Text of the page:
Thursday, July 3, 2014

Why It's Okay To Want (And Some Laini Taylor Gushing)

So. Laini Taylor. Lots of people have been telling me--no, no, INSISTING--that I read her books. All of them. Immediately. 

Well. This week, I finished her short story anthology, LIPS TOUCH: THREE TIMES. Holy amazeballs, Batman. Holy. Amazeballs.

First off, there's the (glorious) cover.


Then there are the actual stories.

Goblin Fruit
In Victorian times, goblin men had only to offer young girls sumptuous fruits to tempt them to sell their souls. But what does it take to tempt today's savvy girls?

Spicy Little Curses
A demon and the ambassador to Hell tussle over the soul of a beautiful English girl in India. Matters become complicated when she falls in love and decides to test her curse.

Six days before Esme's fourteenth birthday, her left eye turns from brown to blue. She little suspects what the change heralds, but her small safe life begins to unravel at once. What does the beautiful, fanged man want with her, and how is her fate connected to a mysterious race of demons?

Awesome, no? Well, I enjoyed all three stories, but my absolute FAVE was "Goblin Fruit." Like the talented Laini Taylor, I'm quite fond of Christina Rossetti's "Goblin Market." I even chose to study it for my comprehensive exams in my M.A. program. Everything about "Goblin Fruit" rocked my world: the mythology, the dynamic between main character Kizzy and her friends, her BADASS grandma, the tempting suitor.

Which is why I've decided to highlight something particularly awesome about this story.

You see, there's a paragraph on page 41 that knocked me sideways with its brilliance. It deals with the many, many things Kizzy daydreams of having and doing. The paragraph is immediately followed by a single sentence:

I couldn't help but stop reading to stare at the wall in front of me. Not only was the writing gorgeous, it was also speaking of true things. Of things we can all relate to, whether or not we've been seduced by a goblin disguised as a pretty face. Publishing offers aspiring authors many things. But before we can attain any of them, we're left with the insatiable yearning. Some people advise against thinking of landing film deals and hitting the NYT Bestseller List and touring the world and having monuments built in your name. I say there's nothing wrong with wanting. It's okay to want.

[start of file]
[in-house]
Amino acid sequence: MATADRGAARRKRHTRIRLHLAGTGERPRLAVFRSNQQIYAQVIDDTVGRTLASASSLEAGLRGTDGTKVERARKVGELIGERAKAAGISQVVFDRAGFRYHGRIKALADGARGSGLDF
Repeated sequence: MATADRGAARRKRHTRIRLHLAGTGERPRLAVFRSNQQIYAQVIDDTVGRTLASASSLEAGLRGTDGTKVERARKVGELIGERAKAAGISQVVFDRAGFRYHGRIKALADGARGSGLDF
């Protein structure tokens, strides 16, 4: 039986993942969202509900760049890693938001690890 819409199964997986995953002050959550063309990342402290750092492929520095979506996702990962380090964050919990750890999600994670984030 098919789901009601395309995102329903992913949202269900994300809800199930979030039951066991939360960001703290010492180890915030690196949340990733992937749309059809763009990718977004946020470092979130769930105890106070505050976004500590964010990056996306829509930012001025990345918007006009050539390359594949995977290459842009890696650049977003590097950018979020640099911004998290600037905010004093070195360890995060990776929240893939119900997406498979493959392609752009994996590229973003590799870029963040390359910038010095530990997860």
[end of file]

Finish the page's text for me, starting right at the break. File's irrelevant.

The problem comes when we turn a blind eye to what's within our reach--writing--and only see what we would love to have. Or even worse, when we only see how others obtained what we want first. This helps no one. You should want as many things as you can, but you must fight for them. And even if you fight for the things you want, that doesn't guarantee you'll get them. That's why you should always put writing first. Regardless of what happens, you'll have put in the work toward your dreams instead of just dreaming all the time. You tried. Others might not make it past the first page, but you will. You want. That's the first step to having and doing.

Now go out there and write, folks.

Also, if you haven't already, please devour Laini Taylor's LIPS TOUCH: THREE TIMES. I insist.

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